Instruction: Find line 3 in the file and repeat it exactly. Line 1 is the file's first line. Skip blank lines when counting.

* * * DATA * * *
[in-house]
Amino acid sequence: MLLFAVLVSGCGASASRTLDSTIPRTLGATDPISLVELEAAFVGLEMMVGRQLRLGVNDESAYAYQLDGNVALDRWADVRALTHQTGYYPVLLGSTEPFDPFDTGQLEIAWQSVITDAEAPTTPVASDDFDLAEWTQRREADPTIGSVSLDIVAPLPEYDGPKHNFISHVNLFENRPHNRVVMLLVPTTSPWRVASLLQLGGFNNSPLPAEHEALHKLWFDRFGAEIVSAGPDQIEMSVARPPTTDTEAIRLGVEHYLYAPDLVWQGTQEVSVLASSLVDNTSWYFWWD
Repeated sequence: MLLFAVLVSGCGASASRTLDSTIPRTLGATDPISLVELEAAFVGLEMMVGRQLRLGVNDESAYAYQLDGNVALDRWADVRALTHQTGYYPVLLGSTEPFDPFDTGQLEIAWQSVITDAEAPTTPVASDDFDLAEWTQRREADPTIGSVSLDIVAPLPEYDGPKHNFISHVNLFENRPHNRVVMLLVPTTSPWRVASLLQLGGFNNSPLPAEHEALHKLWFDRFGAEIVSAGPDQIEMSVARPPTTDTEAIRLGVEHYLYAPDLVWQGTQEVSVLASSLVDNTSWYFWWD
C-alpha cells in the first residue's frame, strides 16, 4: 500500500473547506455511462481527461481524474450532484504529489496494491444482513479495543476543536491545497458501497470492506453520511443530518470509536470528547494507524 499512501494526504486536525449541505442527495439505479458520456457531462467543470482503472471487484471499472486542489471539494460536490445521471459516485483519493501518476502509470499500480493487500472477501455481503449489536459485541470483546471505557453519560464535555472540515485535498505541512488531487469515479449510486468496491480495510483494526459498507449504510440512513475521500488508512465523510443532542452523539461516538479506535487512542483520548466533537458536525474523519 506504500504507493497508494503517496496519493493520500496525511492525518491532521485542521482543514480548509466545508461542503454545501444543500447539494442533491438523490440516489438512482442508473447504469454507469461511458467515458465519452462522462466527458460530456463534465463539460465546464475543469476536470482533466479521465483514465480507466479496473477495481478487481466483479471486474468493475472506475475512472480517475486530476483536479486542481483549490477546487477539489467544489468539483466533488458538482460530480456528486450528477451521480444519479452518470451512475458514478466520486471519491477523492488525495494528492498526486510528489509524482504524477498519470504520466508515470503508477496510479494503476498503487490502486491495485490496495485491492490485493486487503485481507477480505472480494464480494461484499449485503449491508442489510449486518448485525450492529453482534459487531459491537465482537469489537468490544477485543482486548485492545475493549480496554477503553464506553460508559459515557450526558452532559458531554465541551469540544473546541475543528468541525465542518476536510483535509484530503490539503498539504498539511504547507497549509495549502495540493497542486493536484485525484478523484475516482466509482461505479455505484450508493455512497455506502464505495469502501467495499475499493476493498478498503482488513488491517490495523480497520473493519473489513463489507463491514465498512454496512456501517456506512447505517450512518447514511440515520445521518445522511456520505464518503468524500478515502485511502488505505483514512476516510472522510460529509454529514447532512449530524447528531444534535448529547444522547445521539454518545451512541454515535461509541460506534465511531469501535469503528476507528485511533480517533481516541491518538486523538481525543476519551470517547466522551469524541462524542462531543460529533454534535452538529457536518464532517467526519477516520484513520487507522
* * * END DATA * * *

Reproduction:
Repeated sequence: MLLFAVLVSGCGASASRTLDSTIPRTLGATDPISLVELEAAFVGLEMMVGRQLRLGVNDESAYAYQLDGNVALDRWADVRALTHQTGYYPVLLGSTEPFDPFDTGQLEIAWQSVITDAEAPTTPVASDDFDLAEWTQRREADPTIGSVSLDIVAPLPEYDGPKHNFISHVNLFENRPHNRVVMLLVPTTSPWRVASLLQLGGFNNSPLPAEHEALHKLWFDRFGAEIVSAGPDQIEMSVARPPTTDTEAIRLGVEHYLYAPDLVWQGTQEVSVLASSLVDNTSWYFWWD